Andrey Nikolaevich Kolmogorov was a Soviet mathematician who made significant contributions to the mathematics of probability theory, intuitionistic logic, classical mechanics, algorithmic information theory and computational complexity. Andrey Kolmogorov was born in Tambov, about 500 kilometers south-southeast of Moscow, in 1903, his unmarried mother, Maria Y. Kolmogorova, died giving birth to him. Andrey was raised by two of his aunts in Tunoshna at the estate of his grandfather, a well-to-do nobleman. Little is known about Andrey's father, he was named Nikolai Matveevich Kataev and had been an agronomist. Nikolai had been exiled from St. Petersburg to the Yaroslavl province after his participation in the revolutionary movement against the czars, he was presumed to have been killed in the Russian Civil War. Andrey Kolmogorov was educated in his aunt Vera's village school, his earliest literary efforts and mathematical papers were printed in the school journal "The Swallow of Spring". Andrey was the "editor" of the mathematical section of this journal.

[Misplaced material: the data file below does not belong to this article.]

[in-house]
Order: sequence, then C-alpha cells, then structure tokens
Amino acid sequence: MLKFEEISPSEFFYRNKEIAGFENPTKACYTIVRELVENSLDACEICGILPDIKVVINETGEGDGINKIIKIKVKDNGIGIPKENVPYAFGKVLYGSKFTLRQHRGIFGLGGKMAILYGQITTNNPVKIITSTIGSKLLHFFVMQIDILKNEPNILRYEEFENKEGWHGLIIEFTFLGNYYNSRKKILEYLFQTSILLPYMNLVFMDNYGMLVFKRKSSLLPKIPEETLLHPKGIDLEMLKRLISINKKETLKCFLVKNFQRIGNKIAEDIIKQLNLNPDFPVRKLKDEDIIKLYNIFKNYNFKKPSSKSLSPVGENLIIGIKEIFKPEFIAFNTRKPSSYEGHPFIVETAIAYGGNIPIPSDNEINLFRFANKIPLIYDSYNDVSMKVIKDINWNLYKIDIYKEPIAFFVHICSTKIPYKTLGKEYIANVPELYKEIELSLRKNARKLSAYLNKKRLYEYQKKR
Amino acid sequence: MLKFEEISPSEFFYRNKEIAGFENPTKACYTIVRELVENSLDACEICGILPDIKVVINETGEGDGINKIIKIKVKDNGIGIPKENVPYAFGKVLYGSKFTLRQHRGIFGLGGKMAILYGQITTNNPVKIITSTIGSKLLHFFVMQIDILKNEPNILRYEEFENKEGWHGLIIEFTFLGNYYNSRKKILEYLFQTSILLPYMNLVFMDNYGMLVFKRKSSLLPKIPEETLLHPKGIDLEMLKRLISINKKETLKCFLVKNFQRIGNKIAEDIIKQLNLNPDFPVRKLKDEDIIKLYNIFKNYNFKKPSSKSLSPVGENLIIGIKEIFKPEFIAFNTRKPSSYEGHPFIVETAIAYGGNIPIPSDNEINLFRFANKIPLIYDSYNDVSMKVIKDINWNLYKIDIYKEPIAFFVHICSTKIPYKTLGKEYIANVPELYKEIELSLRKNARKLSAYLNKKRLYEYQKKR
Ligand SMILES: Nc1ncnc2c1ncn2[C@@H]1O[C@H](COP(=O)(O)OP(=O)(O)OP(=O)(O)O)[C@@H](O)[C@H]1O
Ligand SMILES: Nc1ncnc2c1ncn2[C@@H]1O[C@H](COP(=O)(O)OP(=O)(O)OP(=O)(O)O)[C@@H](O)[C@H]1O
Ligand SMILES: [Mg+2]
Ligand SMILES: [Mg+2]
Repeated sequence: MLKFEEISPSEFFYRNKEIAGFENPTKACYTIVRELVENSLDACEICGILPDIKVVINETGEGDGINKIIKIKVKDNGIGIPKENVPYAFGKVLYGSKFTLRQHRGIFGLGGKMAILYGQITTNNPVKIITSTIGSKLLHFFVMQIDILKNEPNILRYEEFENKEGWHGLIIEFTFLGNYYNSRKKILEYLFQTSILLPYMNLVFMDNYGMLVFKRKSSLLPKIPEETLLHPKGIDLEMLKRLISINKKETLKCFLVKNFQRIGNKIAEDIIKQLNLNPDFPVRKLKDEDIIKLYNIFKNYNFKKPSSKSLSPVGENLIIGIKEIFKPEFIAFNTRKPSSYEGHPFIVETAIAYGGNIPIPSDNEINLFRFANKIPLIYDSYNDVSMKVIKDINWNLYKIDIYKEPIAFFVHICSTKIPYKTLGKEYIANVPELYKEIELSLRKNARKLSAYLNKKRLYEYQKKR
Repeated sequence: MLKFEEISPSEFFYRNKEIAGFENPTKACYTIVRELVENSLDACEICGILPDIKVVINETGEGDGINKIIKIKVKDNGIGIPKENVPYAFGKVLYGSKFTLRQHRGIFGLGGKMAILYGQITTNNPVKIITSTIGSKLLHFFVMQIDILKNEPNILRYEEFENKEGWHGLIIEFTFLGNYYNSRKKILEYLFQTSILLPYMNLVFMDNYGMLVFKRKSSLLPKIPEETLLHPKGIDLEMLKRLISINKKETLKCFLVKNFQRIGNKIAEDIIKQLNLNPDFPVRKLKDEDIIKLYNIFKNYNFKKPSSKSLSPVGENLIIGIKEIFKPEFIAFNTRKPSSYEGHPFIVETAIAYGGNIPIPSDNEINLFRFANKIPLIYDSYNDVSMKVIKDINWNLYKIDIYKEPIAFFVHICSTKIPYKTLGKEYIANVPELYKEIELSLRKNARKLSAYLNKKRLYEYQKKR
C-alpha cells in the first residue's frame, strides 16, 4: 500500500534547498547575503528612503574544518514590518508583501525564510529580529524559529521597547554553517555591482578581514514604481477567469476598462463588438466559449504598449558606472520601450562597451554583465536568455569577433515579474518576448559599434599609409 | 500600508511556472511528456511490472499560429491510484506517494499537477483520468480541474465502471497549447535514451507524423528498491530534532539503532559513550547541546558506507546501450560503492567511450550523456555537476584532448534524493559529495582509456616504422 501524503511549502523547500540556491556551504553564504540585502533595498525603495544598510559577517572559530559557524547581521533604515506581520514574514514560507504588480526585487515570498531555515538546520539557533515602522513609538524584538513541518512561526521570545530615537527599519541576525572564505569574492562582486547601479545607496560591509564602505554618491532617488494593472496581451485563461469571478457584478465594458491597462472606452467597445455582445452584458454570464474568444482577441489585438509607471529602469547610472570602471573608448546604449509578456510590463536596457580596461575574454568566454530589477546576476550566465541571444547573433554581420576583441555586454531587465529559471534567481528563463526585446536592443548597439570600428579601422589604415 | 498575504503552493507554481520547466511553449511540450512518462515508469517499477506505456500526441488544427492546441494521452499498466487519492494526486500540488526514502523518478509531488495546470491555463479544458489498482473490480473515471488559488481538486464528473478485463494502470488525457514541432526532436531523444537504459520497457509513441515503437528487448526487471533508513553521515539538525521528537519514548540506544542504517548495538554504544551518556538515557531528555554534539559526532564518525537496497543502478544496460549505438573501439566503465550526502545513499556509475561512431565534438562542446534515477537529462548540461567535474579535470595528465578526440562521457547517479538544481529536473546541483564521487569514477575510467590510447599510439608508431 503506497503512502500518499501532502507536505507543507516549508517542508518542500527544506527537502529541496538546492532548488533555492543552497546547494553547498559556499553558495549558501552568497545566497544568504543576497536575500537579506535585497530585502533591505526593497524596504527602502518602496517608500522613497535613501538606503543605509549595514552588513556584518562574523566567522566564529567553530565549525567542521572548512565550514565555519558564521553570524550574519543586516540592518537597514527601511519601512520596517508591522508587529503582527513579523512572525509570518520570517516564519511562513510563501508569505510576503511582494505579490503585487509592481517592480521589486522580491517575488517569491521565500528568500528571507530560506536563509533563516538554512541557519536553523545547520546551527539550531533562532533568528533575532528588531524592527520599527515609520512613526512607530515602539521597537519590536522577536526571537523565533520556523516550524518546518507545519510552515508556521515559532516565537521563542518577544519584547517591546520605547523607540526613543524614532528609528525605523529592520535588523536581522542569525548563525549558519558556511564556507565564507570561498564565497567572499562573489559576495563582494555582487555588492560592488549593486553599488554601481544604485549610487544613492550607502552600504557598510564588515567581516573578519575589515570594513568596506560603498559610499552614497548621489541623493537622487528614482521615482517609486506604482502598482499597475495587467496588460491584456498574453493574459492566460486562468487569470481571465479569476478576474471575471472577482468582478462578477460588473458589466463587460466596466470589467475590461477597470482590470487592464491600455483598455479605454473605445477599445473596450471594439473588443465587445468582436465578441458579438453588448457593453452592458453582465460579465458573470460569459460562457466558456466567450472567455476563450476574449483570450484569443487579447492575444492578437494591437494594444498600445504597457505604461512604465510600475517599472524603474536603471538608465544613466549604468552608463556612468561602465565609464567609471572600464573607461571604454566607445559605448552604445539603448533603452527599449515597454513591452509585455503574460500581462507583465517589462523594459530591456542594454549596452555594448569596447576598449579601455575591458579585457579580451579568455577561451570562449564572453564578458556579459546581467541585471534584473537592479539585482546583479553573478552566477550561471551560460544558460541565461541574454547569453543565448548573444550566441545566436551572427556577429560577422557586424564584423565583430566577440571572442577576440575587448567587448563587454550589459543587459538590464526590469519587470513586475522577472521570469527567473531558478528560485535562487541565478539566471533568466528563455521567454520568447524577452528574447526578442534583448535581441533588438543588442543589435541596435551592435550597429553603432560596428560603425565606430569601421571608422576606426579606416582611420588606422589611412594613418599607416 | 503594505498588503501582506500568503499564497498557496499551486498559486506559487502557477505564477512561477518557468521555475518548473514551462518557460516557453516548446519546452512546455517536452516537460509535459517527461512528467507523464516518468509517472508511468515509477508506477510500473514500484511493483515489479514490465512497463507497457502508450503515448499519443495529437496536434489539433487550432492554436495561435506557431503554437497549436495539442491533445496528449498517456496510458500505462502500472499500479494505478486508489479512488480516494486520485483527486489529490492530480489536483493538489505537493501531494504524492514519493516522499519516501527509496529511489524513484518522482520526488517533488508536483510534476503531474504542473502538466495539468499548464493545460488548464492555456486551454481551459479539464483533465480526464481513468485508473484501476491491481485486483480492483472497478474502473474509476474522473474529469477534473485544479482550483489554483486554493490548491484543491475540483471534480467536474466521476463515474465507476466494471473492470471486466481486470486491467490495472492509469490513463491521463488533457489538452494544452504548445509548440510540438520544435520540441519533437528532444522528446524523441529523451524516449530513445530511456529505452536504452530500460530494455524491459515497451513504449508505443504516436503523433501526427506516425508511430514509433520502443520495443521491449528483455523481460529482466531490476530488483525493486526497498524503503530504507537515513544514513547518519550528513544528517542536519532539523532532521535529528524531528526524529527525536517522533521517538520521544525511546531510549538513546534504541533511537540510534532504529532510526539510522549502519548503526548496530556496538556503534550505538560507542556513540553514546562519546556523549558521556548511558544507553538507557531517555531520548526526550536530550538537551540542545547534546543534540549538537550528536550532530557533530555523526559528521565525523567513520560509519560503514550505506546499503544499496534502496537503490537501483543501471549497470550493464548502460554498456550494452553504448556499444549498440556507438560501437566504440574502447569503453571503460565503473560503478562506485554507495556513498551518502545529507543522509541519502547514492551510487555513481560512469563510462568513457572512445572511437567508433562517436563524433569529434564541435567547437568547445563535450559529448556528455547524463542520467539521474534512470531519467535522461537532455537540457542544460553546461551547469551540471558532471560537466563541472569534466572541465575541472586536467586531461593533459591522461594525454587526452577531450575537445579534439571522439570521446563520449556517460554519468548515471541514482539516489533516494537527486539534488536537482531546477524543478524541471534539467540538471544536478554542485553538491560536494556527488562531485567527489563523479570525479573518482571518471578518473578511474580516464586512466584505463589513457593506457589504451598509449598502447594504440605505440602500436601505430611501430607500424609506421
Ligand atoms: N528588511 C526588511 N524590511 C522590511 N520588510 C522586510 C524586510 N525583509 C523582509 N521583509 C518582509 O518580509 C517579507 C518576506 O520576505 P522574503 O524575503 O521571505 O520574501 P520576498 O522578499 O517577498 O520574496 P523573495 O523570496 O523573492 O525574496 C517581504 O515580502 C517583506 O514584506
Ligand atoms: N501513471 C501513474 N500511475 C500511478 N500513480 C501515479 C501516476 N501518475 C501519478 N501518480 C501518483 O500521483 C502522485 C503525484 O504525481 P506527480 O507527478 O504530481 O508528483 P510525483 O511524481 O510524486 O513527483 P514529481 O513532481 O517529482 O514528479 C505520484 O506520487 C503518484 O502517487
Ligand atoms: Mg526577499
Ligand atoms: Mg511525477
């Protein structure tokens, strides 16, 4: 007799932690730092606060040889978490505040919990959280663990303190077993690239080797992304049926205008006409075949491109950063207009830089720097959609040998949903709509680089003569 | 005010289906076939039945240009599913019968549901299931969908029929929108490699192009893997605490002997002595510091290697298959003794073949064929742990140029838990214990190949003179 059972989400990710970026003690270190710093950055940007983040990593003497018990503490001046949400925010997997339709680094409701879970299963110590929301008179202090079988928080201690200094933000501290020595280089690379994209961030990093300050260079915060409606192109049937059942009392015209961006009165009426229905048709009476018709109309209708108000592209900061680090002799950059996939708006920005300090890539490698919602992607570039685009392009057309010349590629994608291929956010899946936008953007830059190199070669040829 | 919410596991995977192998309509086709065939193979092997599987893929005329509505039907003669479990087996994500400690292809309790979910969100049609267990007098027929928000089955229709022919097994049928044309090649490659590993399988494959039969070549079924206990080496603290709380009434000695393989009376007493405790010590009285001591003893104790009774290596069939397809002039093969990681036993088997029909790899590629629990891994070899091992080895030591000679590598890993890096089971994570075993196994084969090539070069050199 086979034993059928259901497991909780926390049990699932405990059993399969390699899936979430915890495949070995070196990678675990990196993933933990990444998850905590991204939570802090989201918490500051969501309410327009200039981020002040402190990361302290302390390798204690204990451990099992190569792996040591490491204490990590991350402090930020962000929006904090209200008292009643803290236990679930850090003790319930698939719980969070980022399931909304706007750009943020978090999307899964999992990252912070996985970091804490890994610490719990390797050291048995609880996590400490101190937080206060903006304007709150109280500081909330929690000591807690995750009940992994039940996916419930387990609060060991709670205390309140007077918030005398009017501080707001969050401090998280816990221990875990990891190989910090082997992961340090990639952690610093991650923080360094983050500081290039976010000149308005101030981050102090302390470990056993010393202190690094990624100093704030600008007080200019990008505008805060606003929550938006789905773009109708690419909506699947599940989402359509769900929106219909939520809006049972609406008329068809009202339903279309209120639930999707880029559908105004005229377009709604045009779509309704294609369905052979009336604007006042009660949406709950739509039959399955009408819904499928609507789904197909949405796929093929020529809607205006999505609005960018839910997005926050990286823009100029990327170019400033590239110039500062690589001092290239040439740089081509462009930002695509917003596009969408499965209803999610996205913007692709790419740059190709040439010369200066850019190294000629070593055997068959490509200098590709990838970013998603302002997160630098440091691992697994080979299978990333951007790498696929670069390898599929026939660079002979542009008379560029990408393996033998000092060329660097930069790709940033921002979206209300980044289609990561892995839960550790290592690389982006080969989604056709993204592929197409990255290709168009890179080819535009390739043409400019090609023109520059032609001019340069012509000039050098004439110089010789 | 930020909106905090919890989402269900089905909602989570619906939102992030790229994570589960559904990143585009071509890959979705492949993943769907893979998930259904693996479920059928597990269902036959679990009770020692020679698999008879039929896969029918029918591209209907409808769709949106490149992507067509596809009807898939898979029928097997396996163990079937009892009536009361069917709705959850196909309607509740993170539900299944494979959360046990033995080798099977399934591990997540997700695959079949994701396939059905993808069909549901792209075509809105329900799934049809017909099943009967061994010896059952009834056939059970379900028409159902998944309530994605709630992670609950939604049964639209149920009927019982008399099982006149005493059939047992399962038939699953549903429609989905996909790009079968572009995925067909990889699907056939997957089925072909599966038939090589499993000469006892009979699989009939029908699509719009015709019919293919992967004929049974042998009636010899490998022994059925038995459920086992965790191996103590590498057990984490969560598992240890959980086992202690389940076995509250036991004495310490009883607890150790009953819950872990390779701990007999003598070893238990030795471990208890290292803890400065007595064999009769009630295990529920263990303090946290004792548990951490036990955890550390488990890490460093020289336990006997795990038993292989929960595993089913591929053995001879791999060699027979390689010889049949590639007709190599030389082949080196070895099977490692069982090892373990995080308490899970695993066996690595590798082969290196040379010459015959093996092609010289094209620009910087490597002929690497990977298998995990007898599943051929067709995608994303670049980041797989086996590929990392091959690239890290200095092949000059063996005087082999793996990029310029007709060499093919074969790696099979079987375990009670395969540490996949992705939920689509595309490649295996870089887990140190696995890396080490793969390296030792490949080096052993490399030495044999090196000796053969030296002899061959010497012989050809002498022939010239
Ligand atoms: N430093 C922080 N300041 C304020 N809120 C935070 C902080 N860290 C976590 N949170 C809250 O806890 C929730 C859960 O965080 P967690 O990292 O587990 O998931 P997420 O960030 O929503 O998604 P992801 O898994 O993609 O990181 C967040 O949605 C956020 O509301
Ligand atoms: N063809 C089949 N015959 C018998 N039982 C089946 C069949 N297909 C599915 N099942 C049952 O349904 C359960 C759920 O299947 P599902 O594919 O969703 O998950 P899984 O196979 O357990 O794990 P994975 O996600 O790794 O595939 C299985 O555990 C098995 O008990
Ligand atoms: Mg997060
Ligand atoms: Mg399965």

Kolmogorov's first mathematical discovery was published in this journal: at the age of five he noticed the regularity in the sum of the series of odd numbers: 1 = 1 2. In 1910, his aunt adopted him, they moved to Moscow, where he graduated from high school in 1920; that same year, Kolmogorov began to study at the Moscow State University and at the same time Mendeleev Moscow Institute of Chemistry and Technology. Kolmogorov writes about this time: "I arrived at Moscow University with a fair knowledge of mathematics. I knew in particular the beginning of set theory. I studied many questions in articles in the Encyclopedia of Brockhaus and Efron, filling out for myself what was presented too concisely in these articles."Kolmogorov gained a reputation for his wide-ranging erudition. While an undergraduate student in college, he attended the seminars of the Russian historian S. V. Bachrushin, he published his first research paper on the fifteenth and sixteenth centuries' landholding practices in the Novgorod Republic.